There are dozens of predictable romantic comedies that only work because the characters are so well drawn and we want the central duo to end up together. There are thousands hours of listless TV shows involving doctors, lawyers and cops that are just... existentially unjustified to exist at this point and time. But they work because the central character is amusing/fascinating/different, take your pick.
There is no easy way to teach people to create indelible, memorable characters. But, hey, here are two "tricks" I use. Maybe they'll work for you too!
|No, no, it's way less sketchier than it sounds, I promise!|
There are lots of sites (reddit being the chief one among them) that have personal advice/help forums.
So, let's stay you're writing a thriller about a stay home suburban man with a wild past who discovers an alternate version of himself, the road-not-taken version of himself who did not settle down and kept on roaming, is haunting him.
Let's say you have the structure of the story but this character, you can't quite get into his head. What does he sound like? What are the specific details that differentiate him from the rest of people? What does it mean to have had a crazy past and a serene present?
So, maybe you create an account on reddit and write a post asking for advice. Something like this.
Chances are, you will get a lot of advice from people who have been in your situation. They've been there. As they talk about themselves, you get a better idea of what it must feel like.
I know this sounds a bit morally fucked up or something but I feel like, or maybe I justify it by saying this, we sort of become our characters at the moments when we inhabit them, so it's okay?
So, there you go. That's character-building-exercise number one. Then there is...
If you haven't heard about the Myers-Briggs test, go here first. If you have the time, take the test.
|I'm an INTP, my wife is ENTP. So, naturally, we get along... Just like Varys and Tyrion!|
Now, I know many people think this is all bullshit, and it might be honestly, but if you have a bunch of characters and you want to figure out their voices, assigning them MBTI types works wonders. Of course, it's all broad outlines and you don't want to write stock characters, but it can be a helpful start in getting into their shoes.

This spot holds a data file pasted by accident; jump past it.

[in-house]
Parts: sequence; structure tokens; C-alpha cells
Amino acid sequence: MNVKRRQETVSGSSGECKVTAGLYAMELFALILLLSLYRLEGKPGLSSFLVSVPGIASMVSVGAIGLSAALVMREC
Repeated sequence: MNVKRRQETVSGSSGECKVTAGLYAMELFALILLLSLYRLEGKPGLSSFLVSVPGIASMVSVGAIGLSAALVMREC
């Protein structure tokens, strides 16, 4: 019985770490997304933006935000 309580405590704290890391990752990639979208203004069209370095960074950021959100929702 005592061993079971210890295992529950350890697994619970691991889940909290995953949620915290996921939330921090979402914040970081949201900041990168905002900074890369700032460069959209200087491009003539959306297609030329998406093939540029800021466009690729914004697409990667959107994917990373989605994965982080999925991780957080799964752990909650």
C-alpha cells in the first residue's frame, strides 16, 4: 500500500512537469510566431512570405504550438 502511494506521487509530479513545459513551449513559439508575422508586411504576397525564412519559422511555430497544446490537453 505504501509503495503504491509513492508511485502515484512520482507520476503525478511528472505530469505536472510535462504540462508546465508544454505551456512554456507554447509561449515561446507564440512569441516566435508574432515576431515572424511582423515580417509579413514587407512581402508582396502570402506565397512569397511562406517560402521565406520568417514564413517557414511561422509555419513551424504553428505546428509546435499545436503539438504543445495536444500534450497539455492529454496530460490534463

So, let's say you created your characters. Then what? What do we do with them in, you know, the actual screenplay?
Choices reveal character.
Let's say your character is a brave woman.
The best way to convey this to the audience is to put her in a situation that %99 of people would get the fuck out of, but she doesn't. She stays and she helps.
Or, say, your character is logical and introverted. Then maybe you put her into Disneyland, but instead of enjoying the rush of the place like her friends, she chooses to figure out how a certain roller-coaster works on a structural level.
You see the pattern? Give her a choice that contrasts with what anyone else would have done.
And super-bonus points if you put your character in a situation at the beginning of the movie where he/she makes a certain choice, then, at the end of the movie, you put him/her in a similar situation and he/she makes the other choice, conveying to us his/her change.
The poster child for this is Robert De Niro's character in The Deer Hunter. At the beginning of the movie, he has a deer in his sights. He shoots, he scores. After his experience in the War, he goes hunting again. This time, he can't bring himself to shoot the deer.
But change is hard. In fact:
And once they do, they make different choices to prove to us that, yes, they have changed.
Well, that's that for now. Next week, we will talk about more heady stuff like screenplay structure and sequences. Stay tuned!